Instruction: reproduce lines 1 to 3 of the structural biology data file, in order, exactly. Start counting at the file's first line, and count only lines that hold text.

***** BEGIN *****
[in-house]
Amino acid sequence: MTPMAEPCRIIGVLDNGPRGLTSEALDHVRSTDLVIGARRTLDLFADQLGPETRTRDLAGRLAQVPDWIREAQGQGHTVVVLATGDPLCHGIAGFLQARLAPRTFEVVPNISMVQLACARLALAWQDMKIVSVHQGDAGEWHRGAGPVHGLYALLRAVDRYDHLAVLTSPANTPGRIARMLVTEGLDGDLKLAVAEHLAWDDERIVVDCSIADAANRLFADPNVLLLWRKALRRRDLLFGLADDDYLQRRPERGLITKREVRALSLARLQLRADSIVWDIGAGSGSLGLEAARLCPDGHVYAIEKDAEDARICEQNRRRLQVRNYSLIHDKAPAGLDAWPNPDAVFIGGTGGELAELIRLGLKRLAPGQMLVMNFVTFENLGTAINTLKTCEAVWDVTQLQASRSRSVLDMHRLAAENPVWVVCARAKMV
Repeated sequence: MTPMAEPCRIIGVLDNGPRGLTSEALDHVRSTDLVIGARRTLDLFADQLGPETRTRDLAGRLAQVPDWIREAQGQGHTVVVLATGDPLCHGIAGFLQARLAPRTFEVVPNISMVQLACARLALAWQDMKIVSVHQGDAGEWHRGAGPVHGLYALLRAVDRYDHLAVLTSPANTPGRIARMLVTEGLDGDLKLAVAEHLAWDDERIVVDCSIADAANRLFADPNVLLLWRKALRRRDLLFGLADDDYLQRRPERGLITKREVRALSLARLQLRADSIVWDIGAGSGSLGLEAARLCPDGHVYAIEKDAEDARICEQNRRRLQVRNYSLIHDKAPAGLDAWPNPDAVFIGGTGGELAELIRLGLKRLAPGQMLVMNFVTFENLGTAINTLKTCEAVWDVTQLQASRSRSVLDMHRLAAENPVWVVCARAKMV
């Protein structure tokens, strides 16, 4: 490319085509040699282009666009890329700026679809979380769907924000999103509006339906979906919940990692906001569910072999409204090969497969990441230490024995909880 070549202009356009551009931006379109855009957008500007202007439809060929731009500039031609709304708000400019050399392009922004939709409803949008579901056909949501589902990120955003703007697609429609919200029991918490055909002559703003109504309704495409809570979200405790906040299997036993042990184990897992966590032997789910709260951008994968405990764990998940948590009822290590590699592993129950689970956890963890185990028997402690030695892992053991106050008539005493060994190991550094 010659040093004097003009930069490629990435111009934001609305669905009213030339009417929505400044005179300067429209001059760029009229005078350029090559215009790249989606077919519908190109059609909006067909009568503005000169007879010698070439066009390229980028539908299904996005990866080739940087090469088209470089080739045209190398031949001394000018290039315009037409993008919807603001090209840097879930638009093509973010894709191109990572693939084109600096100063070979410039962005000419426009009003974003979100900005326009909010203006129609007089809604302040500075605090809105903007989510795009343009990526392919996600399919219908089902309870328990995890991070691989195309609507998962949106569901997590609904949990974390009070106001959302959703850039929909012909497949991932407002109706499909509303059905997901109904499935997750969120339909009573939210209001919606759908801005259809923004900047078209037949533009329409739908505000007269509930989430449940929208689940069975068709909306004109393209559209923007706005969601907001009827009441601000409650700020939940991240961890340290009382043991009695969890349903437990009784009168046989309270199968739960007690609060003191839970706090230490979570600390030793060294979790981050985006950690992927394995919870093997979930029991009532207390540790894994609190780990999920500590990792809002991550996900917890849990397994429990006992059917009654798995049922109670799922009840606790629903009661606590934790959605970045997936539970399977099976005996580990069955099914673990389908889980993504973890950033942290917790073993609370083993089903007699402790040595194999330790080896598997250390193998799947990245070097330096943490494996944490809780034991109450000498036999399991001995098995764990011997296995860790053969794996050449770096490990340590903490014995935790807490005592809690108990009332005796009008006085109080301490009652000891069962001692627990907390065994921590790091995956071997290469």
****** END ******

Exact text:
[in-house]
Amino acid sequence: MTPMAEPCRIIGVLDNGPRGLTSEALDHVRSTDLVIGARRTLDLFADQLGPETRTRDLAGRLAQVPDWIREAQGQGHTVVVLATGDPLCHGIAGFLQARLAPRTFEVVPNISMVQLACARLALAWQDMKIVSVHQGDAGEWHRGAGPVHGLYALLRAVDRYDHLAVLTSPANTPGRIARMLVTEGLDGDLKLAVAEHLAWDDERIVVDCSIADAANRLFADPNVLLLWRKALRRRDLLFGLADDDYLQRRPERGLITKREVRALSLARLQLRADSIVWDIGAGSGSLGLEAARLCPDGHVYAIEKDAEDARICEQNRRRLQVRNYSLIHDKAPAGLDAWPNPDAVFIGGTGGELAELIRLGLKRLAPGQMLVMNFVTFENLGTAINTLKTCEAVWDVTQLQASRSRSVLDMHRLAAENPVWVVCARAKMV
Repeated sequence: MTPMAEPCRIIGVLDNGPRGLTSEALDHVRSTDLVIGARRTLDLFADQLGPETRTRDLAGRLAQVPDWIREAQGQGHTVVVLATGDPLCHGIAGFLQARLAPRTFEVVPNISMVQLACARLALAWQDMKIVSVHQGDAGEWHRGAGPVHGLYALLRAVDRYDHLAVLTSPANTPGRIARMLVTEGLDGDLKLAVAEHLAWDDERIVVDCSIADAANRLFADPNVLLLWRKALRRRDLLFGLADDDYLQRRPERGLITKREVRALSLARLQLRADSIVWDIGAGSGSLGLEAARLCPDGHVYAIEKDAEDARICEQNRRRLQVRNYSLIHDKAPAGLDAWPNPDAVFIGGTGGELAELIRLGLKRLAPGQMLVMNFVTFENLGTAINTLKTCEAVWDVTQLQASRSRSVLDMHRLAAENPVWVVCARAKMV